When they encounter a clam bed, they use their muscular tongue to create strong suction against the arched palate so that they are able to literally suck the soft body of the clam out of its shell, discarding the empty shells when they are finished. From close observations of the palate of V. chulavistensis , we can make an educated guess that this species was also able to eat bivalves the same way.
Odobenus rosmarus is the scientific name of our living species of walrus and it occurs in the shallow coastal regions of the Arctic Ocean.
Because they are such large animals, they need a lot of food to sustain them. Some have been reported as eating as many as six clams per minute! Adult males weigh up to 3740 pounds (1700 kg), with females weighing as much as 2750 pounds (1250 kg).
Walruses have very tough, wrinkled skin and a thick layer of blubber to provide insulation in cold waters and protect against ice damage. They have bulging eyes, and males have distinctive large tubercles on the extra thick skin around their neck. These tubercles help to protect them during battles over territory.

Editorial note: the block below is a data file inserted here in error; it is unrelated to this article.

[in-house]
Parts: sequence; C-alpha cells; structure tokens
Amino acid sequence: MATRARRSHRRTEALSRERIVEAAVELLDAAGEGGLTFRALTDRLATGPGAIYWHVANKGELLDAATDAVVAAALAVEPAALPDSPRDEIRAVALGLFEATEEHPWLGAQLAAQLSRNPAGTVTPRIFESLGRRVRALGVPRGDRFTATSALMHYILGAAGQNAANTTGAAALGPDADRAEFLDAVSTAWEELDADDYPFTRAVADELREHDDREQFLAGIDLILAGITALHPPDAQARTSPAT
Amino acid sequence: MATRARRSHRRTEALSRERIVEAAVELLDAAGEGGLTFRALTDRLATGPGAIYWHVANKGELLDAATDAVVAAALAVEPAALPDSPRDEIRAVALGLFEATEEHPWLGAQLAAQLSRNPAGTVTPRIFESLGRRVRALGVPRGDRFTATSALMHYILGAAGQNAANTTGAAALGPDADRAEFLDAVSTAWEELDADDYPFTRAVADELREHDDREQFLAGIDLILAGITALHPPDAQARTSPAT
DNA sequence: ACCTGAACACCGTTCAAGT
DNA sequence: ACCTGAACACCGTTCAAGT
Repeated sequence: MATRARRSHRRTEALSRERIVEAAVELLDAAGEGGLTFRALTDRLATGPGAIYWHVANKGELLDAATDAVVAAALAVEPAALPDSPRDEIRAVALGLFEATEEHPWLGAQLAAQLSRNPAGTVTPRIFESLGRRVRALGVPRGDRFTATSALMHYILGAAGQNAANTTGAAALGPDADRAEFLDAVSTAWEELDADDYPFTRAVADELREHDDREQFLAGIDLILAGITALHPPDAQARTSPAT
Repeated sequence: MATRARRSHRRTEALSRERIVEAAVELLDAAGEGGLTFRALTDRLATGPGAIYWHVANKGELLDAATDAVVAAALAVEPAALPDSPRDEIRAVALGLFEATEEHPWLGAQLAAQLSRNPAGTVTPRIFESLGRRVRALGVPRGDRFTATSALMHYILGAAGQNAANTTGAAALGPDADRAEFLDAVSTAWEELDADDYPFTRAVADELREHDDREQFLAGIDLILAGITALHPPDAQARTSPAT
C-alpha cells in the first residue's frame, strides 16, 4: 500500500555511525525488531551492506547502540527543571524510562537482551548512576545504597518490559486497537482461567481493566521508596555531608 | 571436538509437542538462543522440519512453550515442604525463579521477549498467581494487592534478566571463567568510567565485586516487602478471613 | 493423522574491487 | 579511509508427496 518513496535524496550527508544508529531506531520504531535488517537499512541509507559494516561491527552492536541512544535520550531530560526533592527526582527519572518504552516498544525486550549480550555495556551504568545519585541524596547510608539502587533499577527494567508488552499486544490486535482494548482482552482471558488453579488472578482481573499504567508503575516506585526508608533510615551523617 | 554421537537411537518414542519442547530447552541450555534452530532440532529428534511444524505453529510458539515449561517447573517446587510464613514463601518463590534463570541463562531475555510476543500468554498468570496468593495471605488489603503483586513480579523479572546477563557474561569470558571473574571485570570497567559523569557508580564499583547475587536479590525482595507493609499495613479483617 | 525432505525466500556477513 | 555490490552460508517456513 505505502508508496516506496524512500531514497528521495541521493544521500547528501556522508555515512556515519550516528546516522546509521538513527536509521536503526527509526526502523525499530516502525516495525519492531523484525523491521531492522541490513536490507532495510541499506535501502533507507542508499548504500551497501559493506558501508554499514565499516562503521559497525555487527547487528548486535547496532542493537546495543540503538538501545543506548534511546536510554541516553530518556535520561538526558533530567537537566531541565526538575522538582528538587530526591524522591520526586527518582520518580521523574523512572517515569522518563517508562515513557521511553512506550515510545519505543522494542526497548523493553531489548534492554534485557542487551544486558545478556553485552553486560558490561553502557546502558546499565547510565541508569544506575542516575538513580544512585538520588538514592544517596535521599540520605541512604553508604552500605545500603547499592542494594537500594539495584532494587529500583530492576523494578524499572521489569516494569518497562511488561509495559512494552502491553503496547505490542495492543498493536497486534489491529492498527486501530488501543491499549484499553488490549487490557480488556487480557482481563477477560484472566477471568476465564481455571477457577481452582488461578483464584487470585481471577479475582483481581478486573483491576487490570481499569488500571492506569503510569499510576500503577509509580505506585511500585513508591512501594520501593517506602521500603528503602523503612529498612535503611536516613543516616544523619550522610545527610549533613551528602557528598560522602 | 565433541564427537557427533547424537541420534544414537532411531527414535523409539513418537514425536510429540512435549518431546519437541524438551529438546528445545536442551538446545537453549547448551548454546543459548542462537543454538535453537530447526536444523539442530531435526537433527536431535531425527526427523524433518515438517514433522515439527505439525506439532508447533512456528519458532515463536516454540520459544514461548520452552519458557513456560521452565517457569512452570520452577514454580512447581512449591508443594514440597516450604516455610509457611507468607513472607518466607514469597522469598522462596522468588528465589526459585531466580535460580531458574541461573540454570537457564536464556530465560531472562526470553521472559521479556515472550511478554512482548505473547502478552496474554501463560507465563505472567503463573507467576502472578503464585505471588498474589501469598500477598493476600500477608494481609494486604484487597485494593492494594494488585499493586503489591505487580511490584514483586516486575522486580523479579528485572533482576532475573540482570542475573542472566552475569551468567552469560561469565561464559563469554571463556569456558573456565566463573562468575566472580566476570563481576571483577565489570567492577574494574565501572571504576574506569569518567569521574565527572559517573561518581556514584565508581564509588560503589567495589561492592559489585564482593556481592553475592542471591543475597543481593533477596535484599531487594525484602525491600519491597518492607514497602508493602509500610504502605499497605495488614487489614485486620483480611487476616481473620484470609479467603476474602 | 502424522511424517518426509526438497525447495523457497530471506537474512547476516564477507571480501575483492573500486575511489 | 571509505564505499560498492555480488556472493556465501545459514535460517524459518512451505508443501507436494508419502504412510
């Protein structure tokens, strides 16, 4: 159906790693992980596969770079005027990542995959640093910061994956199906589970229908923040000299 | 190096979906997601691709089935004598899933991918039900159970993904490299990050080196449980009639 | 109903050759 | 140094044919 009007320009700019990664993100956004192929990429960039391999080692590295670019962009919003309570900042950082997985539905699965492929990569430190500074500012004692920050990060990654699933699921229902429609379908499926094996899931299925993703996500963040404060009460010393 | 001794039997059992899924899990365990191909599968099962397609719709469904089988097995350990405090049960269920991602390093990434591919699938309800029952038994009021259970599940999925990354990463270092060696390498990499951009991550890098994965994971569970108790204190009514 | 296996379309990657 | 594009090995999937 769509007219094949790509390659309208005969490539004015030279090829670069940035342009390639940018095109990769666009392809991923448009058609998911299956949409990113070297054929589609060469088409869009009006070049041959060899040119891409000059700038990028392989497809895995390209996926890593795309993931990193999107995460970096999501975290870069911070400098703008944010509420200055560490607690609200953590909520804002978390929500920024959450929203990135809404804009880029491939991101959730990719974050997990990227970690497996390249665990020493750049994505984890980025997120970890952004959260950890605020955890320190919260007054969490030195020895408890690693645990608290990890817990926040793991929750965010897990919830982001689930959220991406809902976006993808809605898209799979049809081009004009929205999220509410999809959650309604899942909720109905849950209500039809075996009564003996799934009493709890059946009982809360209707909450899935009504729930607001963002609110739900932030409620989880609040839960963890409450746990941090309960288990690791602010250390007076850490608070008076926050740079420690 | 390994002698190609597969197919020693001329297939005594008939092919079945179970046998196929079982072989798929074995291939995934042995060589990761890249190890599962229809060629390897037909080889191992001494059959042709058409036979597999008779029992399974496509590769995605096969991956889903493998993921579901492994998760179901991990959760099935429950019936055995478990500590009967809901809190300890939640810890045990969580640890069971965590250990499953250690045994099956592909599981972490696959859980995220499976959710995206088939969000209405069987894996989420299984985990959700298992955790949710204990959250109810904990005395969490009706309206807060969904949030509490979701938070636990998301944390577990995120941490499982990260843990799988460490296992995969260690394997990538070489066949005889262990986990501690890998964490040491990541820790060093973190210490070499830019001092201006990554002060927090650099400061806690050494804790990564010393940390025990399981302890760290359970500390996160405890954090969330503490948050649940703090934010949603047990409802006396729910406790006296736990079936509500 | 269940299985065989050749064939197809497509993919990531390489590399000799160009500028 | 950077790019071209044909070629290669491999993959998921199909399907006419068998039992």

The tusks of walruses are remarkable. Both males and females have huge tusks which grow throughout their lives. There is enamel only on the tip of the tusk, while the rest is formed of ivory or dentin. Wear may occur on the front face of the tusks from being dragged and abraded along the ocean floor, or across ice floes.
Tusks serve many purposes. They are primarily used for display and as weapons during fights with other walruses, killer whales, and polar bears. Sometimes individuals will break off a tusk during battles. They also aid the animal when it wants to haul out on ice floes, or break through ice to make a breathing hole. Tusks can serve as a kind of sled, as walruses root along the sea floor for bivalves.
Walruses have many vocalizations, both underwater and on the ice or land. They bark, roar, whistle, cough, and have special alarm calls. Males have specialized air sacs in the neck that allow them to make bell-like sounds that have been compared to a gong being struck. These vocalizations are an important part of their social and gregarious behavior.
These animals can dive for as long as 10 minutes while they search for food on the sea bottom. They live for about 40 years and females are able to reproduce after the age of nine years, giving birth to a single calf. Calves remain with a group of protective females for several years. The bond between mother and calf is very strong, and nursing continues for two years. Although the calves can swim immediately, babies may be carried on the mother's back for awhile.
Populations of walruses have been declining for many years due to the trade in oil, hides and ivory.
Berta, Annalisa and James L. Sumich. 1999. Marine Mammals: Evolutionary Biology. San Diego: Academic Press.
Perrin, William F., et al. 2002. Encyclopedia of Marine Mammals. San Diego: Academic Press.
Text: Margaret Dykens and Lynett Gillette
Illustration: Jim Melli
Fossil photograph: François Gohier